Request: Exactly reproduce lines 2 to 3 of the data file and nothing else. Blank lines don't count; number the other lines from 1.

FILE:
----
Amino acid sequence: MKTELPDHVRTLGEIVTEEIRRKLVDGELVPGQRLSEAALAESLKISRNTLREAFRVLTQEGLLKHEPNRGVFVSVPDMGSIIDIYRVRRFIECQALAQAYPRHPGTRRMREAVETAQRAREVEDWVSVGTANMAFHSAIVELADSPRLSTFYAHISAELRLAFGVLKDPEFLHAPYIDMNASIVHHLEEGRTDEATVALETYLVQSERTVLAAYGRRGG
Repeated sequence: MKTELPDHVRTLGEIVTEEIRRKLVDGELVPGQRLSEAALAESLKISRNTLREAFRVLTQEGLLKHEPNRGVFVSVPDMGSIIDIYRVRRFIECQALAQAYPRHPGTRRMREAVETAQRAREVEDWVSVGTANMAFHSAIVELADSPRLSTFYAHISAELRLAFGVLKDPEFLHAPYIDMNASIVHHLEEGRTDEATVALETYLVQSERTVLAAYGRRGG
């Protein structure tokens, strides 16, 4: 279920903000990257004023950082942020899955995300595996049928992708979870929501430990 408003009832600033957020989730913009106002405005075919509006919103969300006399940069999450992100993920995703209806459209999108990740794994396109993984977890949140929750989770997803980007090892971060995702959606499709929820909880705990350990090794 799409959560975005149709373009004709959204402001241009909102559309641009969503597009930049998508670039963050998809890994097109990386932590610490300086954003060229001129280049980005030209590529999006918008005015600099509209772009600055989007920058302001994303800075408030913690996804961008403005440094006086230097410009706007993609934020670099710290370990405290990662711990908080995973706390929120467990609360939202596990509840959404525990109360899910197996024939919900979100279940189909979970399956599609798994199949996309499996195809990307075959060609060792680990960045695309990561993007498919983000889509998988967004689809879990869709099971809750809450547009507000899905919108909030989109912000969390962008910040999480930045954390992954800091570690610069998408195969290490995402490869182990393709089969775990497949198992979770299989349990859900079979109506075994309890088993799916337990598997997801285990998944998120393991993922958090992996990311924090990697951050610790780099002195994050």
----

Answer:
Repeated sequence: MKTELPDHVRTLGEIVTEEIRRKLVDGELVPGQRLSEAALAESLKISRNTLREAFRVLTQEGLLKHEPNRGVFVSVPDMGSIIDIYRVRRFIECQALAQAYPRHPGTRRMREAVETAQRAREVEDWVSVGTANMAFHSAIVELADSPRLSTFYAHISAELRLAFGVLKDPEFLHAPYIDMNASIVHHLEEGRTDEATVALETYLVQSERTVLAAYGRRGG
């Protein structure tokens, strides 16, 4: 279920903000990257004023950082942020899955995300595996049928992708979870929501430990 408003009832600033957020989730913009106002405005075919509006919103969300006399940069999450992100993920995703209806459209999108990740794994396109993984977890949140929750989770997803980007090892971060995702959606499709929820909880705990350990090794 799409959560975005149709373009004709959204402001241009909102559309641009969503597009930049998508670039963050998809890994097109990386932590610490300086954003060229001129280049980005030209590529999006918008005015600099509209772009600055989007920058302001994303800075408030913690996804961008403005440094006086230097410009706007993609934020670099710290370990405290990662711990908080995973706390929120467990609360939202596990509840959404525990109360899910197996024939919900979100279940189909979970399956599609798994199949996309499996195809990307075959060609060792680990960045695309990561993007498919983000889509998988967004689809879990869709099971809750809450547009507000899905919108909030989109912000969390962008910040999480930045954390992954800091570690610069998408195969290490995402490869182990393709089969775990497949198992979770299989349990859900079979109506075994309890088993799916337990598997997801285990998944998120393991993922958090992996990311924090990697951050610790780099002195994050």